Methanogens—anaerobic microbes that perform the final step of biomass degradation in the carbon cycle—convert carbon dioxide or monoxide, acetate, methanol, methyl-sulfides and methylamines into methane as part of their core metabolic system. They represent an integral piece of the global carbon cycle as an estimated 350 million tons of methane are produced yearly by methanogens. Methanosarcina acetivorans and M. barkeri, two versatile methanogens integral to the global carbon cycle, are capable of growing on over eight different carbon sources, various salt conditions and are known to fix atmospheric nitrogen. Furthermore, they have been identified in syntrophic relationships with sulfur and iron reducing bacteria, and there is potential that they could be combined with other microbes to facilitate the final degradation of biomass waste into usable and storable bioenergy in the form of methane. Study of their metabolism and regulation is important for understanding how we could apply them to production of biofuels and their effect on the environment. A key step in achieving this goal is characterizing how the organisms function as single cells and in conjunction with others in communities. The models and data will vastly expand our knowledge of methanogens. Particularly, they may be used to identify strategies to maximize biofuel production. More generally, models will provide means to understand how cells grow and differentiate in the context of a world where competition and cooperation are two sides of the same coin.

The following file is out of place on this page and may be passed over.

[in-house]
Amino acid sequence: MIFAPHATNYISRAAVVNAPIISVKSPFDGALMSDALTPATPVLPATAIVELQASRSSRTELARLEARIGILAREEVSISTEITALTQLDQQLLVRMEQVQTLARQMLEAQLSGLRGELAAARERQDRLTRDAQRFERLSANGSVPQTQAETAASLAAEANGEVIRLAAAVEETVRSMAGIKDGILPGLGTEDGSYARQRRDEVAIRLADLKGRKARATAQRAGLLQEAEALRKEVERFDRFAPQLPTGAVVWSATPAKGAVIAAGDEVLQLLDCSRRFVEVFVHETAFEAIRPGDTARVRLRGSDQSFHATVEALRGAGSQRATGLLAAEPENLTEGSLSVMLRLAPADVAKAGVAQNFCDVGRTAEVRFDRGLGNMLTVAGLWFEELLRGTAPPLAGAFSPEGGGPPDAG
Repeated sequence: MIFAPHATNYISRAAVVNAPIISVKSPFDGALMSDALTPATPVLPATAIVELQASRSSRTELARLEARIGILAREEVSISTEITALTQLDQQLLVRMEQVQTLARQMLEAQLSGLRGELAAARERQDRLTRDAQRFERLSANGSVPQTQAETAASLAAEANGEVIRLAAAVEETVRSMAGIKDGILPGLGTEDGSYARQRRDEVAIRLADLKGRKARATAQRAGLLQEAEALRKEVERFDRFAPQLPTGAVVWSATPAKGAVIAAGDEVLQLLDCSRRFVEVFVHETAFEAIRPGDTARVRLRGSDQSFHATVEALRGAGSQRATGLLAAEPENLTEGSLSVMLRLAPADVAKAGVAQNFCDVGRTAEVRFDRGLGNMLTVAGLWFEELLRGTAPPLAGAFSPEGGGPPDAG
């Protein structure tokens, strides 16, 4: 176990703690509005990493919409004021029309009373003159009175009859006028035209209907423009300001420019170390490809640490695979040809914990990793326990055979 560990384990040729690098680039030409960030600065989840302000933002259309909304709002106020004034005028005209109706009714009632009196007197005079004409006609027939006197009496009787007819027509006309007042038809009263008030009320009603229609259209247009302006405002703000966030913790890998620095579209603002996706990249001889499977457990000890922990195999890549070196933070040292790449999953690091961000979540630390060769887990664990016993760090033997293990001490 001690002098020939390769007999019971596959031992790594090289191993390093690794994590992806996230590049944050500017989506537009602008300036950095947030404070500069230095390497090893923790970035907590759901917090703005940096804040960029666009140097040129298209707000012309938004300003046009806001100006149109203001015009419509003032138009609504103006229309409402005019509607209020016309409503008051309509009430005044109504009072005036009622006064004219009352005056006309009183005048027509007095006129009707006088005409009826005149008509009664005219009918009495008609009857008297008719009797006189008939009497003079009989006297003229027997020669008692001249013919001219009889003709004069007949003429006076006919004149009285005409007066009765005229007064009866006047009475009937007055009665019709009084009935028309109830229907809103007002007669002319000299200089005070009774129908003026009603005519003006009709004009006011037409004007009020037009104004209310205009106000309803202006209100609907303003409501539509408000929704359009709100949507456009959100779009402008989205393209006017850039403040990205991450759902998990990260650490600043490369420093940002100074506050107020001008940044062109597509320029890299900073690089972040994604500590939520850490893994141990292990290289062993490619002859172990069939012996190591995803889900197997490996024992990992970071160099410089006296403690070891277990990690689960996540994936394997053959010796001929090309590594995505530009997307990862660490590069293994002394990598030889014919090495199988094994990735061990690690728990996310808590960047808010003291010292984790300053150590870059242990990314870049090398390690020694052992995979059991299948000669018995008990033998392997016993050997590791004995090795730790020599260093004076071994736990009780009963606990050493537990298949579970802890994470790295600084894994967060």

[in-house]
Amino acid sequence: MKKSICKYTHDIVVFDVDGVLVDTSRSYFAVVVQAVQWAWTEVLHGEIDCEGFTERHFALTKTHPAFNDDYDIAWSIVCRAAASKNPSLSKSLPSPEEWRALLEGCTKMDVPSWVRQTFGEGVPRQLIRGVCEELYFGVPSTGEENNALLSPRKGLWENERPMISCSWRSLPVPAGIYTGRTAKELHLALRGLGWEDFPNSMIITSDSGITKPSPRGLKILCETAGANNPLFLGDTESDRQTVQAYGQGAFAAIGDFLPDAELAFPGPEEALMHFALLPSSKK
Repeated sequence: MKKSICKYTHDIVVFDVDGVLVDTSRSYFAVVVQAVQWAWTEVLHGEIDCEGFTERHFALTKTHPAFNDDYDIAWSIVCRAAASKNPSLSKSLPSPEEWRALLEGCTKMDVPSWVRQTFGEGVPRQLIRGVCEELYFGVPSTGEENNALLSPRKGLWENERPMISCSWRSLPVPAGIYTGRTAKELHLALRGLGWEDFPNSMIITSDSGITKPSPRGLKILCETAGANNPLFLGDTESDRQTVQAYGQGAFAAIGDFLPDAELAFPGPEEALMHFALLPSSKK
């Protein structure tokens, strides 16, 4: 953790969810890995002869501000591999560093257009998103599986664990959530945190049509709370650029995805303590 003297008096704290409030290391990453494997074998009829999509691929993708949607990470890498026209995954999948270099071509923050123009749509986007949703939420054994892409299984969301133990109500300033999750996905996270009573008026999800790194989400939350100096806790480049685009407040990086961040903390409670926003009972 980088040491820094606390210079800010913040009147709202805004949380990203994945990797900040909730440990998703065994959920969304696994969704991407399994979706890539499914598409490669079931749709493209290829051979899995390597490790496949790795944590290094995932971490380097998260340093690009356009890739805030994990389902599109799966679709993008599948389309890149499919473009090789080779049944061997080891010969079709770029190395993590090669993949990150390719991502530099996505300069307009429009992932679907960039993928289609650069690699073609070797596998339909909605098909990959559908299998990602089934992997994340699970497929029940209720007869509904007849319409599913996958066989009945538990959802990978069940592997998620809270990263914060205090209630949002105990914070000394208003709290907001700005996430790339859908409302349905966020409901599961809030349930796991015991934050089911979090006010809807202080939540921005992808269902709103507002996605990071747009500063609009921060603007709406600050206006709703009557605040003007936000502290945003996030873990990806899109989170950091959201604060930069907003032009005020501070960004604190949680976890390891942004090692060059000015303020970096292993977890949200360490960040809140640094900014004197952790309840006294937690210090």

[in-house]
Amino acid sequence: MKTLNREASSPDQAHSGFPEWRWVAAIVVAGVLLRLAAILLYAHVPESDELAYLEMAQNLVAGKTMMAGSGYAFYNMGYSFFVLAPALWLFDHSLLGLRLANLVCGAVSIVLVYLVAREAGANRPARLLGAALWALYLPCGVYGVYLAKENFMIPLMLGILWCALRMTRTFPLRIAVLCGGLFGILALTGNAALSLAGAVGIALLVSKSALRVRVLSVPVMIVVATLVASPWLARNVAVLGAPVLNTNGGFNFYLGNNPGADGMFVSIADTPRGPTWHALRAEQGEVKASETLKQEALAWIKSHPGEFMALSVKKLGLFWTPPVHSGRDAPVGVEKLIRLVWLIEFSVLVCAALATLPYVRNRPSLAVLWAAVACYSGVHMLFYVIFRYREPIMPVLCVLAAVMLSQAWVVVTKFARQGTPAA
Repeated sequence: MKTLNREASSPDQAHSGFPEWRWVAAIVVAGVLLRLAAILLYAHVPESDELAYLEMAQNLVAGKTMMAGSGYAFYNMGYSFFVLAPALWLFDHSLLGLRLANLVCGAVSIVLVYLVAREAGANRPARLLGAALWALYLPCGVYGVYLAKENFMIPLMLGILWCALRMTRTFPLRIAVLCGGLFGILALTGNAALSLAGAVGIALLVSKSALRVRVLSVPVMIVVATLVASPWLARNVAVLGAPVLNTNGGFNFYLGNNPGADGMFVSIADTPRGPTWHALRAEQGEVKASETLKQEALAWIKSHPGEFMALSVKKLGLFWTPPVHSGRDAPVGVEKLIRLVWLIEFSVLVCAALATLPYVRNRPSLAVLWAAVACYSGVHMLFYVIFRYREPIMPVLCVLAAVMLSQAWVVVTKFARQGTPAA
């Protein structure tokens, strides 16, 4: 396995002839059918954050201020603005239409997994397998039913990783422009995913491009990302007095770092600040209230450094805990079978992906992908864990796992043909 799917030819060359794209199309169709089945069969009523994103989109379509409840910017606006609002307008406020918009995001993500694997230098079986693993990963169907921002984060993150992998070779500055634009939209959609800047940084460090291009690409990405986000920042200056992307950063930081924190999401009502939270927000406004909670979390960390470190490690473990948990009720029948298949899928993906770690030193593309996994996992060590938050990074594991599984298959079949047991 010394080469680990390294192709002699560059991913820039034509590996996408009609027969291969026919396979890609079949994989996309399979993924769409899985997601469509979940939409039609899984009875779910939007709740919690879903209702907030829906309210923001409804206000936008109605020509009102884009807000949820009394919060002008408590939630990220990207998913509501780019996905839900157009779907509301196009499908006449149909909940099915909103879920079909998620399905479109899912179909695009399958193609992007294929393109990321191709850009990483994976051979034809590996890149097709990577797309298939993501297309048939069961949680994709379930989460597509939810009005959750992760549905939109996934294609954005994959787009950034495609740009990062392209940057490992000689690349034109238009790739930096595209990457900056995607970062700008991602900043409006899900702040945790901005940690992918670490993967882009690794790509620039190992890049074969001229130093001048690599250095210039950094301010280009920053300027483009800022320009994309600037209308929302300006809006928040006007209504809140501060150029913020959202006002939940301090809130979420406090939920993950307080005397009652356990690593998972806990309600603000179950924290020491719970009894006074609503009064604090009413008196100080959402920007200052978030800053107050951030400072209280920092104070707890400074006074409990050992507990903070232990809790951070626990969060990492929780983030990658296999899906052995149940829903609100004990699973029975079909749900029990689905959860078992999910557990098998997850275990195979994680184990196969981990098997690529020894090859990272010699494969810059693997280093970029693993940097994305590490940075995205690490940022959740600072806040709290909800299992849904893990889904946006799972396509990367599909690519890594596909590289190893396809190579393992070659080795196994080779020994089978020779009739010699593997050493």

Proposer’s Name: Zaida Luthey-Schulten